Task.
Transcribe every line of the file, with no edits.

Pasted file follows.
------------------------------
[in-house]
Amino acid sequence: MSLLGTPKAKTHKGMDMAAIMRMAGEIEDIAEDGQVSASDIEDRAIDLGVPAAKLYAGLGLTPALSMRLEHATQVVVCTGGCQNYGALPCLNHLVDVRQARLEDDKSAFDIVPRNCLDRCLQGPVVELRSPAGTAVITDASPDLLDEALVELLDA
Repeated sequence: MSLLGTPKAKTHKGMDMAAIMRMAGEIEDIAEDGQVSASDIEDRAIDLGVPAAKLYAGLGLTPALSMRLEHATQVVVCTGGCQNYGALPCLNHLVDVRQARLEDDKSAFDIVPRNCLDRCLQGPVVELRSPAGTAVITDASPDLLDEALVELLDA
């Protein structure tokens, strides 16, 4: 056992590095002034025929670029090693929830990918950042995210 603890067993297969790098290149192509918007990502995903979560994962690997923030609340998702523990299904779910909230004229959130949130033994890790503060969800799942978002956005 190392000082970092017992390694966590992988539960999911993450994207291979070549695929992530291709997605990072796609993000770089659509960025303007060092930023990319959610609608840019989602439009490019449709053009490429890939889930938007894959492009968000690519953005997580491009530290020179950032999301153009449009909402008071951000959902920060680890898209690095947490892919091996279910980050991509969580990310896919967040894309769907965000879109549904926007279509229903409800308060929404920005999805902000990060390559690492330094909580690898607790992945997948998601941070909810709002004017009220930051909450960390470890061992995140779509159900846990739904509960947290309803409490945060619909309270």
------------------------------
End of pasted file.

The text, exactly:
[in-house]
Amino acid sequence: MSLLGTPKAKTHKGMDMAAIMRMAGEIEDIAEDGQVSASDIEDRAIDLGVPAAKLYAGLGLTPALSMRLEHATQVVVCTGGCQNYGALPCLNHLVDVRQARLEDDKSAFDIVPRNCLDRCLQGPVVELRSPAGTAVITDASPDLLDEALVELLDA
Repeated sequence: MSLLGTPKAKTHKGMDMAAIMRMAGEIEDIAEDGQVSASDIEDRAIDLGVPAAKLYAGLGLTPALSMRLEHATQVVVCTGGCQNYGALPCLNHLVDVRQARLEDDKSAFDIVPRNCLDRCLQGPVVELRSPAGTAVITDASPDLLDEALVELLDA
């Protein structure tokens, strides 16, 4: 056992590095002034025929670029090693929830990918950042995210 603890067993297969790098290149192509918007990502995903979560994962690997923030609340998702523990299904779910909230004229959130949130033994890790503060969800799942978002956005 190392000082970092017992390694966590992988539960999911993450994207291979070549695929992530291709997605990072796609993000770089659509960025303007060092930023990319959610609608840019989602439009490019449709053009490429890939889930938007894959492009968000690519953005997580491009530290020179950032999301153009449009909402008071951000959902920060680890898209690095947490892919091996279910980050991509969580990310896919967040894309769907965000879109549904926007279509229903409800308060929404920005999805902000990060390559690492330094909580690898607790992945997948998601941070909810709002004017009220930051909450960390470890061992995140779509159900846990739904509960947290309803409490945060619909309270």